Also, your organization is strongly in favor of marine reserves. I seriously doubt all of the students were given an accurate picture of both sides of the issue, considering you still believe that many areas to fish will be left open. That’s like saying kids are in favor of smoking because the “scientists” from the tobacco companies gave them an accurate picture of both sides of the issue.

    Please do more research about the issue in Orange County (this will require you to get in the water and travel the coast) and you will support the fisherman’s proposal 2 for this area when you realize the triangle of death is killing fishing in Laguna. You’re welcome to join me for a long swim to the Dana point kelp when Laguna is closed, just be ready to dodge lots of boats.

  24. cartoman says:

    Funny that the message from Ryan talks about people only hearing one side of the issue as he parrots the same old anti MLPA talking points. Fishing management in California has been and is a mess. That is why our fish stocks on the brink, (abalaone and rockfish to name a few) and why the MLPA was passed. The other tired comments “the science was fixed”, “everyone will sell their boat”, just more BS. As for Laguna, remember that this is the worst fishing area in Orange County! Few fishers will even notice this reserve. Lets face it, most of the kids that attended this event have a better understanding of the issue than the anti’s that continue to eat the misinformation the PSO is feeding them.

  25. Ryan says:

    Cartoman… do you even realize that the ocean is to the west on this coast? no need to reply to this one.

    Eric… what steams most of the consumptive community is how the MLPA was instated to address water quality, pollution and other influences that have a drastic affect on our fishery… along with some fishing industry mandates. Somewhere along the line the process was hijacked by eco groups who are not equipped to do battle with the big corporate pocket books that are truly having a negative impact on our ocean quality. Instead the focus was shifted to the smallest contributors… the fishing industry. Again, many of us consumptives support an MLPA being implemented, just not this one because it is terribly ill balanced.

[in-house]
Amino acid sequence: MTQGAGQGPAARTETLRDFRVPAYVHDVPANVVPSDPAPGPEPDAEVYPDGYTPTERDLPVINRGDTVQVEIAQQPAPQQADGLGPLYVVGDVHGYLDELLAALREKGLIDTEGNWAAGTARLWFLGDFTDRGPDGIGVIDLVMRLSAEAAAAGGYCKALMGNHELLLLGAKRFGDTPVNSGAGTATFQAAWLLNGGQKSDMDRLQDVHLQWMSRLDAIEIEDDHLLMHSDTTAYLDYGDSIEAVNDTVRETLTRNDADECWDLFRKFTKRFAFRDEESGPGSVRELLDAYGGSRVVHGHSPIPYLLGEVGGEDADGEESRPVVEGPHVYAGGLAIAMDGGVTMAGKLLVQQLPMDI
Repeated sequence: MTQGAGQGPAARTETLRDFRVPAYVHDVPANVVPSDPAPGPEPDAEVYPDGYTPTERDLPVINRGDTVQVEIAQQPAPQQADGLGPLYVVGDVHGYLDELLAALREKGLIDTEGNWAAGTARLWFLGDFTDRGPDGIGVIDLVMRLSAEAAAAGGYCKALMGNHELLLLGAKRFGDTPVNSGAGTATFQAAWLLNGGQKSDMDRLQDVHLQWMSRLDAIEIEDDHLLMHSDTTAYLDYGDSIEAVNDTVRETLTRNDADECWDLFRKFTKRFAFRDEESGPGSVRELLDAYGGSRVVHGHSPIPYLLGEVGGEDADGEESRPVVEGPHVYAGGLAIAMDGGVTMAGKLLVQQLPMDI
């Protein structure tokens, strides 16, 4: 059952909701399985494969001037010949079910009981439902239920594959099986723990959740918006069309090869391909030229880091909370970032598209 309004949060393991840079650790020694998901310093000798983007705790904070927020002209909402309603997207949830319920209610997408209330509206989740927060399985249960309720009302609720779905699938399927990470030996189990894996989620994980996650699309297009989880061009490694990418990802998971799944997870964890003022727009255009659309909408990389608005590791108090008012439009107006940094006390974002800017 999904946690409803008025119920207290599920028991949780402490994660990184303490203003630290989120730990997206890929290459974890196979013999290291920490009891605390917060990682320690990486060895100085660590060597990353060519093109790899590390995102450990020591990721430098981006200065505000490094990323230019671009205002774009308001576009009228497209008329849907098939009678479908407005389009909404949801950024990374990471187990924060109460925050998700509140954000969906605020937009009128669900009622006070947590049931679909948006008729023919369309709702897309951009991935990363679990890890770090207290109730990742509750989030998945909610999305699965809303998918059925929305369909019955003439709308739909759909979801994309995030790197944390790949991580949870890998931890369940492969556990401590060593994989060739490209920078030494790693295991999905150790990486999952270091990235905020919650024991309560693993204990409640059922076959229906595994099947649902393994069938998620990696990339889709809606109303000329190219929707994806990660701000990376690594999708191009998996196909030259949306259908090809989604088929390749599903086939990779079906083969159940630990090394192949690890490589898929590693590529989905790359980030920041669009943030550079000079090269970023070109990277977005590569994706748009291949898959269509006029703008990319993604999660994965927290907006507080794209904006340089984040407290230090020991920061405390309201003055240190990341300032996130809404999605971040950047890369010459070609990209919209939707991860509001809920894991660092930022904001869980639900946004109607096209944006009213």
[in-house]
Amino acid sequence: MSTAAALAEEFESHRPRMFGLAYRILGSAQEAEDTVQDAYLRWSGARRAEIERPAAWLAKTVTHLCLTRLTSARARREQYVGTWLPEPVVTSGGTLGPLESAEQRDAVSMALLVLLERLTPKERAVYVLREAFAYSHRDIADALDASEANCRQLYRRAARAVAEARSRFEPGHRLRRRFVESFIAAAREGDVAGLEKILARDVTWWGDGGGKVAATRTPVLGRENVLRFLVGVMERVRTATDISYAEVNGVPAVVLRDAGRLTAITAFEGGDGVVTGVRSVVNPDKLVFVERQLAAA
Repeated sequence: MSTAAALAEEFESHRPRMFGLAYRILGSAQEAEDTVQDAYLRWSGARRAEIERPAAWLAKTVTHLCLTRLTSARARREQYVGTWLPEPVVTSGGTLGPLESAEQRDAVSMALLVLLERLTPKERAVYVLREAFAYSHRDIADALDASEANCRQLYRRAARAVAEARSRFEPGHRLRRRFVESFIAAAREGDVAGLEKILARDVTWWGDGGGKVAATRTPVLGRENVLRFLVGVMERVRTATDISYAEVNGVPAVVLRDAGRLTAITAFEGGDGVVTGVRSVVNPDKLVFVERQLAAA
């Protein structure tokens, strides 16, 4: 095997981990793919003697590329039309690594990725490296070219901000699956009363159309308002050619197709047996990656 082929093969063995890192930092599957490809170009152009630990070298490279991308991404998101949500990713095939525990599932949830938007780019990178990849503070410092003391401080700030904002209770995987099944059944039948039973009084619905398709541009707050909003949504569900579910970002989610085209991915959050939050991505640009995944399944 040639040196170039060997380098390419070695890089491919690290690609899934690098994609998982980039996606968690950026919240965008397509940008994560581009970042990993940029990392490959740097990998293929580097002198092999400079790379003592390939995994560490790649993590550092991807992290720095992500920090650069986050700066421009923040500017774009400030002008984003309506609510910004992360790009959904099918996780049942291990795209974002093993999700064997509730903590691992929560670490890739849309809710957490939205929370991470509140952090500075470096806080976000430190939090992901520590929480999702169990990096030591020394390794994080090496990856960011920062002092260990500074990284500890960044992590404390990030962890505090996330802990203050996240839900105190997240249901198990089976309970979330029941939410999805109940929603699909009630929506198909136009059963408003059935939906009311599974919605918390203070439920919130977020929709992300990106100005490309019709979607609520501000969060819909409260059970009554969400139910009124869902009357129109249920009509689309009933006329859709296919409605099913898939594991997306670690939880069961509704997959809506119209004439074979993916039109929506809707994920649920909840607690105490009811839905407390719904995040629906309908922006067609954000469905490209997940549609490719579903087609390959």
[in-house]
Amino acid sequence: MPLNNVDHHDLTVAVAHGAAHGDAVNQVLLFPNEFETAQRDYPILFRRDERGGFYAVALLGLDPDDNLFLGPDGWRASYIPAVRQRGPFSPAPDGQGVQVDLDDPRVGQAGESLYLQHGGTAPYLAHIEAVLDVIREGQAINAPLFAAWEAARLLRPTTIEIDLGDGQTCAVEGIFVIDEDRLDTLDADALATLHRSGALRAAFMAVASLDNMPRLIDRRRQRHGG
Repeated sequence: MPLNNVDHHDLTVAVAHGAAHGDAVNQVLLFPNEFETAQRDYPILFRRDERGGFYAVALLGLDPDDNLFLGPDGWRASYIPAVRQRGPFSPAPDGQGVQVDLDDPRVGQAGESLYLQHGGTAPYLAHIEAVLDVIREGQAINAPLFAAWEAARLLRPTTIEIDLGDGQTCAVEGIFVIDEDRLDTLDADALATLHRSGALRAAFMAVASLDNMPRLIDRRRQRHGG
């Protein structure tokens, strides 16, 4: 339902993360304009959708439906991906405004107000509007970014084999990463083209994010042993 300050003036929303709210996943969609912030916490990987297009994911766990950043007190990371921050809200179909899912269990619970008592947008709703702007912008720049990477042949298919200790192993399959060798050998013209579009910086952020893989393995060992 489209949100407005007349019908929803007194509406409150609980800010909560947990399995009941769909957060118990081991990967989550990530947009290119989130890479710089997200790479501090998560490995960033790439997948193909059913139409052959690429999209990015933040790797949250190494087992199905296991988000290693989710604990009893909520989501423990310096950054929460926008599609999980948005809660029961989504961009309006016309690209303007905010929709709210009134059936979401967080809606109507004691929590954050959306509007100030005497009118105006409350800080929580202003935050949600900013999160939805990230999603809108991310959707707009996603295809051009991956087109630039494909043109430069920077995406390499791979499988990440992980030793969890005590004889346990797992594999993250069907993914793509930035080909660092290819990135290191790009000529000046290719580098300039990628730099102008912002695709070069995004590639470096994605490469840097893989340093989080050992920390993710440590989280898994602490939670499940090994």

26. DJ says:

    Eric
    I noticed you alluded to water quality in one of your post’s. It is interesting that the MLPA has nothing to do with water quality in any respect. Other than to NOT allow an MPA in any run off areas of polluted waters.
    If the money thrown at the MLPA plan had addressed water quality and run off and acid rain, then this would have addressed the real culprit in the down cycle of our fisheries, pollution.
    The Sea Bass, Yellowtail, Black Sea Bass and so many other species have come back in such strong numbers that some are no longer on any endangered list.